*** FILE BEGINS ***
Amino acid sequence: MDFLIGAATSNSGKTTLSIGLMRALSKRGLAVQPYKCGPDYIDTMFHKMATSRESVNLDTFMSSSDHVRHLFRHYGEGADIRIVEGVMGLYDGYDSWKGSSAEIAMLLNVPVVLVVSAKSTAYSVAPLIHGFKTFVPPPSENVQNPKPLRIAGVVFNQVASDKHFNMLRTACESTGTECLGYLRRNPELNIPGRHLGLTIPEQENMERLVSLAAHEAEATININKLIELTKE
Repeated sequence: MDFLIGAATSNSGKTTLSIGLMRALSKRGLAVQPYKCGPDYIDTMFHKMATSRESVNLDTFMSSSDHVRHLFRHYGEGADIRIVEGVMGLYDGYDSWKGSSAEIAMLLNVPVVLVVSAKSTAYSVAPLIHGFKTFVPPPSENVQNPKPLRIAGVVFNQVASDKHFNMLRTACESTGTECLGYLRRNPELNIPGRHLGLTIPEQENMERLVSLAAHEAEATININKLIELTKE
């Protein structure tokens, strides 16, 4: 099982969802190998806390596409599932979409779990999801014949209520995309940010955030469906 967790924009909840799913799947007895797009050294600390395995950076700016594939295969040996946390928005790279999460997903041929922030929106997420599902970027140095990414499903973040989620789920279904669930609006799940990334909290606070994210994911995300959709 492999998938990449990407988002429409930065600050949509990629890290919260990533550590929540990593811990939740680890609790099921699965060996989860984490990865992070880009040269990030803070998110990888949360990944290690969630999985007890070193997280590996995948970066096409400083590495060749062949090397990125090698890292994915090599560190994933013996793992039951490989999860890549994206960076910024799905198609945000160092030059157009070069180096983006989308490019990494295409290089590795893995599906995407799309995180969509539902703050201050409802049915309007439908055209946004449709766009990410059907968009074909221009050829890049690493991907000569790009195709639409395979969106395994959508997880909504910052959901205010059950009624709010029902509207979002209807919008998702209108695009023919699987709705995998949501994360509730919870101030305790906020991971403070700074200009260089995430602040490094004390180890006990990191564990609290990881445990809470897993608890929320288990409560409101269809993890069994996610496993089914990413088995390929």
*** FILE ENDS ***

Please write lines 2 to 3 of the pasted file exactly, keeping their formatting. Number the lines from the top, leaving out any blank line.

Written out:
Repeated sequence: MDFLIGAATSNSGKTTLSIGLMRALSKRGLAVQPYKCGPDYIDTMFHKMATSRESVNLDTFMSSSDHVRHLFRHYGEGADIRIVEGVMGLYDGYDSWKGSSAEIAMLLNVPVVLVVSAKSTAYSVAPLIHGFKTFVPPPSENVQNPKPLRIAGVVFNQVASDKHFNMLRTACESTGTECLGYLRRNPELNIPGRHLGLTIPEQENMERLVSLAAHEAEATININKLIELTKE
């Protein structure tokens, strides 16, 4: 099982969802190998806390596409599932979409779990999801014949209520995309940010955030469906 967790924009909840799913799947007895797009050294600390395995950076700016594939295969040996946390928005790279999460997903041929922030929106997420599902970027140095990414499903973040989620789920279904669930609006799940990334909290606070994210994911995300959709 492999998938990449990407988002429409930065600050949509990629890290919260990533550590929540990593811990939740680890609790099921699965060996989860984490990865992070880009040269990030803070998110990888949360990944290690969630999985007890070193997280590996995948970066096409400083590495060749062949090397990125090698890292994915090599560190994933013996793992039951490989999860890549994206960076910024799905198609945000160092030059157009070069180096983006989308490019990494295409290089590795893995599906995407799309995180969509539902703050201050409802049915309007439908055209946004449709766009990410059907968009074909221009050829890049690493991907000569790009195709639409395979969106395994959508997880909504910052959901205010059950009624709010029902509207979002209807919008998702209108695009023919699987709705995998949501994360509730919870101030305790906020991971403070700074200009260089995430602040490094004390180890006990990191564990609290990881445990809470897993608890929320288990409560409101269809993890069994996610496993089914990413088995390929």